Deborah Gist came to Rhode Island guns blazing. She now seems destined to head west, to her hometown in the heartland. But she isn’t exactly riding off into the sunset. Gist is leaving her high-profile post as the state commissioner of education to become the superintendent of schools in Tulsa, Oklahoma.
Recruited by union-bashers, Gist came to Rhode Island to take on the so-called status quo. And took it on she did. She supported mass teacher firings, she pushed hard for more charter schools and a new teacher evaluation system and she defended rigorously high stakes testing. A protege of Michelle Rhee, a student of Eli Broad and a member of Jeb Bush’s Chiefs for Change, Gist is a card-carrying member of the anti-union, so-called education reform movement.
Early in her tenure she seemed somewhat unstoppable. In 2010, she was named to Time magazine’s 100 most influential people in the world list – how many Tulsa school district employees can say that? But while the world celebrated her, she never made many allies locally. Teachers, bureaucrats and colleagues – not just labor unions – never warmed up to her and even upper management at RIDE often complained quietly about her stern management style as rank and file teachers did so more publicly.
Ultimately, of these four ed reform objectives, only charter schools flourished under Gist. There were 13 in 2009 and now there are 24 in Rhode Island. Mass teacher firings, as Angel Taveras learned the hard way, became a third rail in Rhode Island politics. High stakes tests were slated to be implemented last year, an initiative put into place before Gist came to RI, and during her tenure they were delayed several more years in spite of her strong support. Her U Penn doctoral thesis was based on her efforts to implement a statewide teacher evaluation system in Rhode Island, but like high stakes graduation requirements, this too was blocked by the General Assembly.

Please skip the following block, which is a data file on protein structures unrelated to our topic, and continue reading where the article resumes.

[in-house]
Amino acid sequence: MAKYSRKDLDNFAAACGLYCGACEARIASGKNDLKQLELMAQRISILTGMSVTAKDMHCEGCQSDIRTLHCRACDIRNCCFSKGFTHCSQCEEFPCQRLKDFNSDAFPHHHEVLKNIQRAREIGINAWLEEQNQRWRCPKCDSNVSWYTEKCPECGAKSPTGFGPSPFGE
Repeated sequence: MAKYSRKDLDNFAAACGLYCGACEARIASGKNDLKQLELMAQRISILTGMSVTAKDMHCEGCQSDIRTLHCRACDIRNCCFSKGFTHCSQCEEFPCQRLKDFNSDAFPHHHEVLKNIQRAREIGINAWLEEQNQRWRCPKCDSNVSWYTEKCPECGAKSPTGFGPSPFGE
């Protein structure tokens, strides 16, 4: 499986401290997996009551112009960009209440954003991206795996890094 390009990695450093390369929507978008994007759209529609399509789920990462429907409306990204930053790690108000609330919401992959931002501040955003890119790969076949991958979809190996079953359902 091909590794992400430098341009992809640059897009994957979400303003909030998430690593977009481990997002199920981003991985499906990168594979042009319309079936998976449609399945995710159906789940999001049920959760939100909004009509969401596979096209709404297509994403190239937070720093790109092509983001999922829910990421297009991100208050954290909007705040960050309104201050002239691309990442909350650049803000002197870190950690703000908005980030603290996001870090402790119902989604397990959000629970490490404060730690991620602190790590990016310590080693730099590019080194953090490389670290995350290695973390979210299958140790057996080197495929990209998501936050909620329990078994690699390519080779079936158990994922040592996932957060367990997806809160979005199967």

On the issues that seemed to matter most to Gist, she did not fare well. But aside from these high-profile issues, public education got a lot better during Deborah Gist’s time in Rhode Island. As much as she bears responsibility for coming up short on the ed reform agenda, she presided over much positive progressive change during her tenure.
It was under her direction that Rhode Island implemented its first ever statewide education funding formula. This reduced dramatically the politics legislative leadership was able to place on state education aid and replaced it with a more need-based system. Providence, Pawtucket and Woonsocket all got significantly more money as a result, though not enough to stave off a lawsuit from Pawtucket and Woonsocket insisting that the formula still was not equitable. It is the lack of resources in urban schools districts that plague public education in Rhode Island, not a plethora of benefits for teachers. And a fair, needs-based funding formula is the single biggest thing that can be done to reverse this inequity.
There’s plenty of evidence to suggest it’s working. Public education in Rhode Island became no less political under Gist’s leadership and organized labor didn’t seem to lose much power, but schooling did seem to become more effective for the poorest district’s in the state during her tenure.
Graduation rates increased by 25 percent in Central Falls and 24 percent in Pawtucket from 2009 to 2013; statewide all districts improved 5 percent during Gist’s time in Rhode Island. The percentage of new CCRI students who need remedial help because they didn’t know what they were supposed to have learned in high school dropped from 74 percent of all recent RI high school grads in the fall of 2009 to a much lower 62 percent in the fall of 2014.
The statewide graduation rate was 76 percent five years ago and last year 81 percent students graduated. The dropout rate was 14 percent five years ago and now its 8 percent. Both metrics – which ought be very important to progressive education activists, improved 5 percent during Gist’s tenure. The dropout rate among Black students fell 6.5 percent from 18 percent to 11.5 percent and the dropout rate for Latino students dropped 10 percent from 23 percent to 13 percent.
Deborah Gist failed at many of the ed reform initiatives she came to Rhode Island to accomplish. But in the process, she managed to preside over some successful progressive reform in that the state’s struggling urban school districts are doing better than they were before she got here.
Gist declined to be interviewed for this post, but the facts and figures were provided by RIDE.